Gately, a member of the rival Hutch faction, was shot five times as he sat in his car at the Topaz filling station on the Clonshaugh Road in north Dublin at lunchtime on May 10, 2017.
The victim, who was warned by gardaí of a threat to his life and wore a bullet-proof vest, survived the shooting after sustaining injuries to his upper chest and neck.
Caolan Smyth (30), formerly of Cuileann Court, Donore, Co Meath, but now a prisoner at Cork Prison, had pleaded not guilty to Mr Gately's attempted murder. He had also denied the possession of a firearm with intent to endanger on the same date and location.
His co-accused, Gary McAreavey (54) formerly of Gort Nua, Station Road, Castlebellingham, Co Louth, but now a prisoner at Portlaoise Prison, had pleaded not guilty to acting to “impede an apprehension or prosecution by purchasing petrol and assisting in the burning out of the vehicle, a black Lexus, used in the attempted murder” at Newrath, Dromiskin, Co Louth on the same day.
Both men were found guilty of the charges, however, following a trial at the Special Criminal Court in January 2021 and they were jailed for 20 years and three years respectively.
They have since launched appeals against their convictions.
In a written submission, lawyers for Smyth argued that the trial court had erred by admitting into evidence mobile phone data that had been gathered pursuant to the Communications (Retention of Data) Act 2011.
It was further argued that a judgment by Mr Justice Tony O’Connor in Dwyer versus the Garda Commssioner case in 2018 had “granted declaratory relief to the effect that Section 6 of the 2011 Act was incompatible with European Union law”.
At the Court of Appeal today, John Fitzgerald SC, for Smyth, said the case against his client had been “complicated and dense” and had relied on mobile phone evidence.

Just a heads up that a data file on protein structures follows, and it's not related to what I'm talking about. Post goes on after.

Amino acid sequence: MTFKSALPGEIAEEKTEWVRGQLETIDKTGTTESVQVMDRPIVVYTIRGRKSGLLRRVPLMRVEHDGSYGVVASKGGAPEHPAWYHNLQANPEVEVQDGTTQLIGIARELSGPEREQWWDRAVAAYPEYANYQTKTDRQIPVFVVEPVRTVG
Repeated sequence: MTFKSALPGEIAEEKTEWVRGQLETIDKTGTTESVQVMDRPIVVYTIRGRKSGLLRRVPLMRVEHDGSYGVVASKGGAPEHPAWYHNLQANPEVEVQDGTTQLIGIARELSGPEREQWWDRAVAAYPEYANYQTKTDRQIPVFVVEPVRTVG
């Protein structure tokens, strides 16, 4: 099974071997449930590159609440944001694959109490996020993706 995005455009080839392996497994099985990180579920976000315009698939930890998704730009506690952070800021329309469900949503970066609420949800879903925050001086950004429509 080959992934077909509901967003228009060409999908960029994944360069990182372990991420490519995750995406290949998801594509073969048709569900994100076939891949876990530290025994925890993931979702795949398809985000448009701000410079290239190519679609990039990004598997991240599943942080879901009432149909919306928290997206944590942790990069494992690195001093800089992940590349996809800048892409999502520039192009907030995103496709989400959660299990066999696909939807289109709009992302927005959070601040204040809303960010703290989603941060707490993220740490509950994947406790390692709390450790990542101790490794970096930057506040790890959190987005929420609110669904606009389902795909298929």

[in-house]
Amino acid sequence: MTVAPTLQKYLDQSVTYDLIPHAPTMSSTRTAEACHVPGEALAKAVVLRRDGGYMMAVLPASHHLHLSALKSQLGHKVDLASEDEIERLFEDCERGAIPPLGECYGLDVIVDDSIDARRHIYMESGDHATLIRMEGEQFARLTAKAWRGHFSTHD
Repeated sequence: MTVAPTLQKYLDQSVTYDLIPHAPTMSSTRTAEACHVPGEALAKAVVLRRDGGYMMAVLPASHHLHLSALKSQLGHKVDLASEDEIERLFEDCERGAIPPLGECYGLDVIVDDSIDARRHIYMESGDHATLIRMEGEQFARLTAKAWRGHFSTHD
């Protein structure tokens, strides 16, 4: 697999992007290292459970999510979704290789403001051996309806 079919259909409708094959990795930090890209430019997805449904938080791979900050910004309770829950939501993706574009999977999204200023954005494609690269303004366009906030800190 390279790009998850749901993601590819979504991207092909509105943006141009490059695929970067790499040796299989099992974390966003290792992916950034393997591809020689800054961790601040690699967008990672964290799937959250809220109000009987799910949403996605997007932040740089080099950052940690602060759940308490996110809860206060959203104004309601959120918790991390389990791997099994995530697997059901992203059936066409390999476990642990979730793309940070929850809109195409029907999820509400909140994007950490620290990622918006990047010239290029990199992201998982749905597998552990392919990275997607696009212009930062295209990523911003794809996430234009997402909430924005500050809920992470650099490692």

Mr Fitzgerald said the prosecution contended that the combination of CCTV footage and mobile phone location data had proved that shortly after Gately had been gunned down, the ‘murder car’ used in shooting – a black Lexus with diplomatic plates – had been driven from the crime scene to Dromiskin, Co Louth, by Smyth.
It was the State’s case, counsel continued, that it was at this location where Smyth was met by McAreavey and the two men set the Lexus on fire, destroying it completely
However, counsel continued, it was submitted that the gathering and retention of the mobile phone evidence used against his client had breached his client’s right to privacy under Irish and European Union (EU) law.
“We can safely say that Mr Smith would not be here were it not for the availability of call record data showing his location around the time of the shooting,” Mr Fitzgerald said.
“In summary, the material at the core of this case was retained in breach of Irish and EU rights law.”
In response, Anne-Marie Lawlor SC, for the Director of Public Prosecutions (DPP), said Mr Fitzgerald was entirely correct to state the prosecution case had relied on mobile phone data.
Ms Lawlor also advised the court that the DPP would be relying on their written submissions, which stated that the phone records used to convict Smyth had been recovered legally by gardai.
Furthermore, the DPP argues that legislation used to access the data is “good law” in Ireland and will remain so until determined otherwise.
In an appeal running in tandem, lawyers for McAreavey, who was convicted of assisting an offender contrary to Section 7 (2) of the Criminal Law Act 1997, claim the Special Criminal Court erred in finding that their client was aware that Smyth had committed a serious offence when the two men met to burn out the Lexus.
Hugh Hartnett SC, for McAreavey, told the court that “at no stage” during his client’s trial did the prosecution attempt to lead evidence which would have given an insight into the his client’s state of mind at the time of the offence.
“Is that that type of speculation appropriate in a criminal case?” he asked.
“It could have been an insurance job. It could have been anything – and that is an intolerable vagueness within criminal law.”
Responding to Mr Hartnett, Dean Kelly SC, for the DPP, said there was “no ambiguity or even a hint of ambiguity in the plain words” of legislation used to convict McAreavey.
As an example, he said that if a man in a balaclava were to arrive at his doorstep one night to ask him to dispose of a briefcase in Dublin Bay and to not to tell anyone about what he had done, then he would be considered innocent of any wrongdoing during any possible prosecution of the matter.
“That is a preposterous situation, and that is not what the act provides for,” Mr Kelly said.
Judgment in both appeals has been reserved.